From Cairo to Luxor, the wonders of ancient Egypt have been a magnet for visitors over many centuries, making the North African country one of the oldest tourist destinations in the world. But history isn’t the only draw. Sun worshippers, sailors and divers from around the world flock to the resort- lined Mediterranean and Red Sea coasts.
For all its obvious attractions, Egypt’s tourism sector has taken a battering in recent years for reasons that are well documented, slumping from 14.7 million visitors in 2010 to a low of 5.4 million in 2016, according to data from Colliers International. But there are strong indications that tourists are beginning to return in significant numbers. Arrivals recovered to 7.2 million in 2017, many of them from Saudi Arabia and the rest of the GCC.
Factors contributing to the revival include a cheaper Egyptian Pound combined with a series of government incentives. The Ministry of Tourism has also launched a reform programme that is expected to further revamp the Egyptian hospitality sector.
This is all good news for the construction sector. According to BNC Intelligence, there are over $363bn worth of ongoing construction projects in Egypt, of which approximately 5% belong to the hospitality sector. The Egyptian government sees investment in tourism infrastructure as an important part of its strategy to diversify economic activity and bolster employment.
Greater Cairo currently has an estimated 28,000 hotel rooms and the development of new urban areas in and around the capital is fuelling demand for more hotels and resorts to cater for rising tourist numbers. There is a healthy pipeline of new hospitality projects expected to come on stream in the next few years. BNC Intelligence notes there are approximately $7.9bn worth of projects in Egypt, of which nearly 60% are in the initial stages of construction (i.e. concept and design).
There is firm demand for international hotel brands o ering a world-class service, with major cities expected to over nearly 17,500 branded hotel rooms in the coming year. Prominent hospitality projects across Egypt nearing completion include the expansion of the Sharm El Sheikh Four Seasons Resort (to add 800 rooms) which is scheduled to complete by Q4, 2018 and Phase 1 of City Stars Al Sahel which will o er 2,000 residential suites when completed by the end of 2019. Other notable projects include Swiss Belhotel Marseilia to be completed by Q1, 2019 which will o er 1,200 rooms and The Address Resort Marassi, an ultra-luxurious hotel which is expected to be completed by Q4, 2018.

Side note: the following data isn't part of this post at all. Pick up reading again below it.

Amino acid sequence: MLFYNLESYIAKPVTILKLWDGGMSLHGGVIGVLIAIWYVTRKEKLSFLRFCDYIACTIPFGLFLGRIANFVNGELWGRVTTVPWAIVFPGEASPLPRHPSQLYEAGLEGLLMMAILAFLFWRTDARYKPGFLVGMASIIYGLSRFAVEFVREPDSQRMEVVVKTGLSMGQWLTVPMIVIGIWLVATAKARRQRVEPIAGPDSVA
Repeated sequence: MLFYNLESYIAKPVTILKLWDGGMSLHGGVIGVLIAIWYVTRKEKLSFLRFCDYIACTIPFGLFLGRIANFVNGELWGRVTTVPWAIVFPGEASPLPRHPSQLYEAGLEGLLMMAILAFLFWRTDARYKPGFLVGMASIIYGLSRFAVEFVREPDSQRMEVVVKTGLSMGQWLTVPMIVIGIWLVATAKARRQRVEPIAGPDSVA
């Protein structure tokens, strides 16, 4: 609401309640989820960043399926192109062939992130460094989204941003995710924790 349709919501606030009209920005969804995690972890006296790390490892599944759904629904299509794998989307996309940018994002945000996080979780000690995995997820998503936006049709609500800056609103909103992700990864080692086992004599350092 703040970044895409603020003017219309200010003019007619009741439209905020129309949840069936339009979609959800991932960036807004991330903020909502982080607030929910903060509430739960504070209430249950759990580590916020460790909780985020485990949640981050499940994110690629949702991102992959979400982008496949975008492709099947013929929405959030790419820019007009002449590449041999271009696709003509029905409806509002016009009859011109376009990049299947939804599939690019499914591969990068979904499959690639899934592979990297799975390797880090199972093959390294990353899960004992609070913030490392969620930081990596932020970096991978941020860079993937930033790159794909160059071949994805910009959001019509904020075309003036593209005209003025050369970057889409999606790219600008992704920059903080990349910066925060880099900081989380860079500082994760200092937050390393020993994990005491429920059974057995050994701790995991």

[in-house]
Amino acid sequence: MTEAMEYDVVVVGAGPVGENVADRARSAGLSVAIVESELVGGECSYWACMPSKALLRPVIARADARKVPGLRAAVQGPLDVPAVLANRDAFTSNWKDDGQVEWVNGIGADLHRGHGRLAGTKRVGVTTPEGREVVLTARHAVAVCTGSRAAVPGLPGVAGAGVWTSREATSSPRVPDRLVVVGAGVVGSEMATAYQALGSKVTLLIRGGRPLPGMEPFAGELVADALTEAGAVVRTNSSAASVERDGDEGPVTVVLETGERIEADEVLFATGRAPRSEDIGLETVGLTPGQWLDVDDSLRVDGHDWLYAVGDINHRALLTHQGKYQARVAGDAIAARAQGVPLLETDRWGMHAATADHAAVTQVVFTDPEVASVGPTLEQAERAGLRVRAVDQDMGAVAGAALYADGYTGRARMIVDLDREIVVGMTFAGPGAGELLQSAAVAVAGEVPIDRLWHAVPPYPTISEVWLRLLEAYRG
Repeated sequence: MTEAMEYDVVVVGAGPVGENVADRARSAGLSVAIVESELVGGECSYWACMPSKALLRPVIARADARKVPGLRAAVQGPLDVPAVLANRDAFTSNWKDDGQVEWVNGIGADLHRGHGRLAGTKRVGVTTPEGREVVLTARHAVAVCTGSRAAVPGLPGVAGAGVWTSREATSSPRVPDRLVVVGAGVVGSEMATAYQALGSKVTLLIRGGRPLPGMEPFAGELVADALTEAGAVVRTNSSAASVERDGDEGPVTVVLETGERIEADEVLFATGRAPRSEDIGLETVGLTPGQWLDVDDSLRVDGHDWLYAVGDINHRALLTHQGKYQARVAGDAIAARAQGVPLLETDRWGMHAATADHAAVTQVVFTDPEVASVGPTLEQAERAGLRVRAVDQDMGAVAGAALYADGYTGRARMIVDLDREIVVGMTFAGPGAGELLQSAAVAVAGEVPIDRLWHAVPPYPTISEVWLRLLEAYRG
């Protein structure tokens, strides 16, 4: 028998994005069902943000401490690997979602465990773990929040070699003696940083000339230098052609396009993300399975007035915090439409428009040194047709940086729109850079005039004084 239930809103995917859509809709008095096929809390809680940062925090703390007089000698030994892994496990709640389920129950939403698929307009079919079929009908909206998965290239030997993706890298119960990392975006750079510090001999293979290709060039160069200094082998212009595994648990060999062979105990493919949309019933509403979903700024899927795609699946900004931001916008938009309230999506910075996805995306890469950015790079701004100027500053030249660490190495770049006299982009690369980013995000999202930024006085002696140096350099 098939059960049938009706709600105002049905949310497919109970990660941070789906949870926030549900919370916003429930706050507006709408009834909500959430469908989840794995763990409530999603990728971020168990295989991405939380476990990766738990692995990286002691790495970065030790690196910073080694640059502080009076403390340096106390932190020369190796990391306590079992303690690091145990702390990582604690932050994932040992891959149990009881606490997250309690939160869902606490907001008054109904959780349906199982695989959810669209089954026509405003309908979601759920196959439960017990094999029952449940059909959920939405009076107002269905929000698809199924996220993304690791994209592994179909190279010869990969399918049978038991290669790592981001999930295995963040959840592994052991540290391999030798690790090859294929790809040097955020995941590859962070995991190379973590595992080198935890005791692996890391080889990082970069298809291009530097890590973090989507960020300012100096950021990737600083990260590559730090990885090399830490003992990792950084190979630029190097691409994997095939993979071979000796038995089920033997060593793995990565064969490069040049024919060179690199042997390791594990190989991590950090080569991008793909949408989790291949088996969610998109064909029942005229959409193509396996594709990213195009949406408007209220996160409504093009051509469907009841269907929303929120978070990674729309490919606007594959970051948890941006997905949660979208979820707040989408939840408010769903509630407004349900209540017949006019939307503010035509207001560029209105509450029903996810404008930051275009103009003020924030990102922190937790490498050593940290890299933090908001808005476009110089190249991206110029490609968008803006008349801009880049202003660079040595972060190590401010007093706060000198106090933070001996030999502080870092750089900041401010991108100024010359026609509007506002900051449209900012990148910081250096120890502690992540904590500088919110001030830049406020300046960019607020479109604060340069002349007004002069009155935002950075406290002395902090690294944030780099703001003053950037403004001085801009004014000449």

The hospitality sector performed well in 2017 compared to previous years with an increase in average occupancy rate by nearly 30% in Sharm El Sheikh, Hurghada, Alexandria and Cairo. The Red Sea resort of Hurghada recorded the most increase in occupancy rate in 2017, whereas Cairo recorded the highest revenue per available room. Tourism is expected to pick up further this year, creating fresh demand for new hotels and resorts.
Hospitality is far from the only bright spot for Egypt’s construction sector. A new investment law passed last year is expected to ease business opportunities in the country, cutting down bureaucracy and providing incentives to both Egyptian and foreign investors. The investment law o ers residence permits to foreign investors, the right to repatriate pro ts, to directly import raw materials and equipment, and to export a projects’ output without registering at the Exporters Registry.
What’s more, it sets out an advantageous scal policy, exempting investors from notarisation fees, applying a at rate uni ed custom duty of just 2%, and o ering a tax reduction of up to 80% of the paid-in capital at the start of the project in Egypt for seven years.
There’s no better example of the country’s potential than the plans announced in 2015 to build a brand new capital city on a 700 sq km site around 45km east of Cairo. It is estimated that investments of up to $45bn will be required by 2022 to build the initial stage of the mega-project which was conceived as an answer to the chronic congestion of the capital, currently home to over 20 million residents.
Initially home to government and administrative buildings, New Cairo would be the starting point for the growth of a new modern urban development to meet the needs of the 21st century. The plan has attracted the attention of investors from all over the world including the Arabian Gulf and China.